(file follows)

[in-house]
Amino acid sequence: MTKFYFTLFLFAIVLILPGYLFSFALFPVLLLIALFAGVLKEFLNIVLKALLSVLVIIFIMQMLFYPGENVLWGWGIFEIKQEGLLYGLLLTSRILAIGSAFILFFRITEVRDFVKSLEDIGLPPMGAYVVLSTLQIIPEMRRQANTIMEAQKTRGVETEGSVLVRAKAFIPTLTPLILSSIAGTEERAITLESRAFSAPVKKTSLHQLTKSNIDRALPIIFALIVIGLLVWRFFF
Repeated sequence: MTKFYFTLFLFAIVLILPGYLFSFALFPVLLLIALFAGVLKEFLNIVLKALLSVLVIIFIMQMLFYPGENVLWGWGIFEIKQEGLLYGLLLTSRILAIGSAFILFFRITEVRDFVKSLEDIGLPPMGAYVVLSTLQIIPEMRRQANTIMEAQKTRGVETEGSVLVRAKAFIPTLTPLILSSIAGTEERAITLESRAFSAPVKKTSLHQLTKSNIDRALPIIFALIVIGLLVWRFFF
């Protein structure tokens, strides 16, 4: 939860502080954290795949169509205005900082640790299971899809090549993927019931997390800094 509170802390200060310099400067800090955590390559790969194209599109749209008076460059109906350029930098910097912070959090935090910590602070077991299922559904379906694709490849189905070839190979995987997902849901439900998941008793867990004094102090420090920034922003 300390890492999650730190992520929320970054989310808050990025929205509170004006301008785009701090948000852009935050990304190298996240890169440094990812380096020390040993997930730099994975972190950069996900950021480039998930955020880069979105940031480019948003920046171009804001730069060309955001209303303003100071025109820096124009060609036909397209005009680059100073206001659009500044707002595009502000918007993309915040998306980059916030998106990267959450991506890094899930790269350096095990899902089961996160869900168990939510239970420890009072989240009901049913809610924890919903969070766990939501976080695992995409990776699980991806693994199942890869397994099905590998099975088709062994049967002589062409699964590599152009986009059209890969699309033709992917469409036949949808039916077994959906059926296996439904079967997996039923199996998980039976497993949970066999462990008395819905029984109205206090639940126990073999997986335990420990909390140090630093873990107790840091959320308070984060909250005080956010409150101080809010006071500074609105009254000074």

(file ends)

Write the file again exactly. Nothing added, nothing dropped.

[in-house]
Amino acid sequence: MTKFYFTLFLFAIVLILPGYLFSFALFPVLLLIALFAGVLKEFLNIVLKALLSVLVIIFIMQMLFYPGENVLWGWGIFEIKQEGLLYGLLLTSRILAIGSAFILFFRITEVRDFVKSLEDIGLPPMGAYVVLSTLQIIPEMRRQANTIMEAQKTRGVETEGSVLVRAKAFIPTLTPLILSSIAGTEERAITLESRAFSAPVKKTSLHQLTKSNIDRALPIIFALIVIGLLVWRFFF
Repeated sequence: MTKFYFTLFLFAIVLILPGYLFSFALFPVLLLIALFAGVLKEFLNIVLKALLSVLVIIFIMQMLFYPGENVLWGWGIFEIKQEGLLYGLLLTSRILAIGSAFILFFRITEVRDFVKSLEDIGLPPMGAYVVLSTLQIIPEMRRQANTIMEAQKTRGVETEGSVLVRAKAFIPTLTPLILSSIAGTEERAITLESRAFSAPVKKTSLHQLTKSNIDRALPIIFALIVIGLLVWRFFF
């Protein structure tokens, strides 16, 4: 939860502080954290795949169509205005900082640790299971899809090549993927019931997390800094 509170802390200060310099400067800090955590390559790969194209599109749209008076460059109906350029930098910097912070959090935090910590602070077991299922559904379906694709490849189905070839190979995987997902849901439900998941008793867990004094102090420090920034922003 300390890492999650730190992520929320970054989310808050990025929205509170004006301008785009701090948000852009935050990304190298996240890169440094990812380096020390040993997930730099994975972190950069996900950021480039998930955020880069979105940031480019948003920046171009804001730069060309955001209303303003100071025109820096124009060609036909397209005009680059100073206001659009500044707002595009502000918007993309915040998306980059916030998106990267959450991506890094899930790269350096095990899902089961996160869900168990939510239970420890009072989240009901049913809610924890919903969070766990939501976080695992995409990776699980991806693994199942890869397994099905590998099975088709062994049967002589062409699964590599152009986009059209890969699309033709992917469409036949949808039916077994959906059926296996439904079967997996039923199996998980039976497993949970066999462990008395819905029984109205206090639940126990073999997986335990420990909390140090630093873990107790840091959320308070984060909250005080956010409150101080809010006071500074609105009254000074």